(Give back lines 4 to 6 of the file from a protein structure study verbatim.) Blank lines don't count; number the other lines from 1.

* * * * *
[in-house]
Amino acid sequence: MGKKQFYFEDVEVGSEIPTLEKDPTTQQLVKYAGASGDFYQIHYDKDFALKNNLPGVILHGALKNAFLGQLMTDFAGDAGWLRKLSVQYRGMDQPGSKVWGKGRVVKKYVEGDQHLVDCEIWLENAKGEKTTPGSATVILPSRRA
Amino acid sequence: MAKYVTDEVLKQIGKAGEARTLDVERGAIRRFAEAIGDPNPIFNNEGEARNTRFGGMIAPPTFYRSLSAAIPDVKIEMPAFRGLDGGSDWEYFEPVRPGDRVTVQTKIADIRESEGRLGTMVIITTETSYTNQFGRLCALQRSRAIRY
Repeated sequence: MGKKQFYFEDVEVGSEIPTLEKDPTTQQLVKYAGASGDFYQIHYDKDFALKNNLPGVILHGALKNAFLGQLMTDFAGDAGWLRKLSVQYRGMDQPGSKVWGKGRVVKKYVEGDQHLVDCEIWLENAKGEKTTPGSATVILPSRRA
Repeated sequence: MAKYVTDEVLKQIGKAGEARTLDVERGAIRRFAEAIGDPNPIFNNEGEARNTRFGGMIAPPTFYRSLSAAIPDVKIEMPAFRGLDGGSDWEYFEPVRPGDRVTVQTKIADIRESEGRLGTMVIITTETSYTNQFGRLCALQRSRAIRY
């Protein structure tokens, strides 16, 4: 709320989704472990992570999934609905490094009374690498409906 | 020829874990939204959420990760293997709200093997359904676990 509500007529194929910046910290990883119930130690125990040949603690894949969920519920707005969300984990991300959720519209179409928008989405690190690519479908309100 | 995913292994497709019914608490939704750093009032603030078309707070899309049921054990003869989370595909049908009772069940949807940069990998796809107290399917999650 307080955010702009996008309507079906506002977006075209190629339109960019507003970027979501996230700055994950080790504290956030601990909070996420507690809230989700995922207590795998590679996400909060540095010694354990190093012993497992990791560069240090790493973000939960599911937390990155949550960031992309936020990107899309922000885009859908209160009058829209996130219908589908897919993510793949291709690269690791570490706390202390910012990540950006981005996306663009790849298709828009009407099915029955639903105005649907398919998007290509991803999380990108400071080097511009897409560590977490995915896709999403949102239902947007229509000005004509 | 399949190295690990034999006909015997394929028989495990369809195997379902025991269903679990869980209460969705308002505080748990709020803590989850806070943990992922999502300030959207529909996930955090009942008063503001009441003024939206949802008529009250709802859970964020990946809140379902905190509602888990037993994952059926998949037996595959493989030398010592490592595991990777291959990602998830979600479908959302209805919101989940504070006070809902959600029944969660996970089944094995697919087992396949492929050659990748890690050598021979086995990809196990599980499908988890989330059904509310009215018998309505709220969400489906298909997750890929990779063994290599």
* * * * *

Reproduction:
Repeated sequence: MGKKQFYFEDVEVGSEIPTLEKDPTTQQLVKYAGASGDFYQIHYDKDFALKNNLPGVILHGALKNAFLGQLMTDFAGDAGWLRKLSVQYRGMDQPGSKVWGKGRVVKKYVEGDQHLVDCEIWLENAKGEKTTPGSATVILPSRRA
Repeated sequence: MAKYVTDEVLKQIGKAGEARTLDVERGAIRRFAEAIGDPNPIFNNEGEARNTRFGGMIAPPTFYRSLSAAIPDVKIEMPAFRGLDGGSDWEYFEPVRPGDRVTVQTKIADIRESEGRLGTMVIITTETSYTNQFGRLCALQRSRAIRY
């Protein structure tokens, strides 16, 4: 709320989704472990992570999934609905490094009374690498409906 | 020829874990939204959420990760293997709200093997359904676990 509500007529194929910046910290990883119930130690125990040949603690894949969920519920707005969300984990991300959720519209179409928008989405690190690519479908309100 | 995913292994497709019914608490939704750093009032603030078309707070899309049921054990003869989370595909049908009772069940949807940069990998796809107290399917999650 307080955010702009996008309507079906506002977006075209190629339109960019507003970027979501996230700055994950080790504290956030601990909070996420507690809230989700995922207590795998590679996400909060540095010694354990190093012993497992990791560069240090790493973000939960599911937390990155949550960031992309936020990107899309922000885009859908209160009058829209996130219908589908897919993510793949291709690269690791570490706390202390910012990540950006981005996306663009790849298709828009009407099915029955639903105005649907398919998007290509991803999380990108400071080097511009897409560590977490995915896709999403949102239902947007229509000005004509 | 399949190295690990034999006909015997394929028989495990369809195997379902025991269903679990869980209460969705308002505080748990709020803590989850806070943990992922999502300030959207529909996930955090009942008063503001009441003024939206949802008529009250709802859970964020990946809140379902905190509602888990037993994952059926998949037996595959493989030398010592490592595991990777291959990602998830979600479908959302209805919101989940504070006070809902959600029944969660996970089944094995697919087992396949492929050659990748890690050598021979086995990809196990599980499908988890989330059904509310009215018998309505709220969400489906298909997750890929990779063994290599």